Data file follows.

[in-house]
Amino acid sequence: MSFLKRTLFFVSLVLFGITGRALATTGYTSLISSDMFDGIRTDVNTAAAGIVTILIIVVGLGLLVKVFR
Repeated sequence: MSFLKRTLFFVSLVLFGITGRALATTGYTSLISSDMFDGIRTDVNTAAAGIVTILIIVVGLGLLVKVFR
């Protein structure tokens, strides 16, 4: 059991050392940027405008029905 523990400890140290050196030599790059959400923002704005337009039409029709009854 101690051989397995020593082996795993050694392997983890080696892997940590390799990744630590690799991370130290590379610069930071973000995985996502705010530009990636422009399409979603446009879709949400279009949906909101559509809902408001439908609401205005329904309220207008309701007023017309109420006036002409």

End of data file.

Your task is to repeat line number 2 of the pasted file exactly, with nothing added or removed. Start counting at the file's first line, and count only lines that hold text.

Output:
Amino acid sequence: MSFLKRTLFFVSLVLFGITGRALATTGYTSLISSDMFDGIRTDVNTAAAGIVTILIIVVGLGLLVKVFR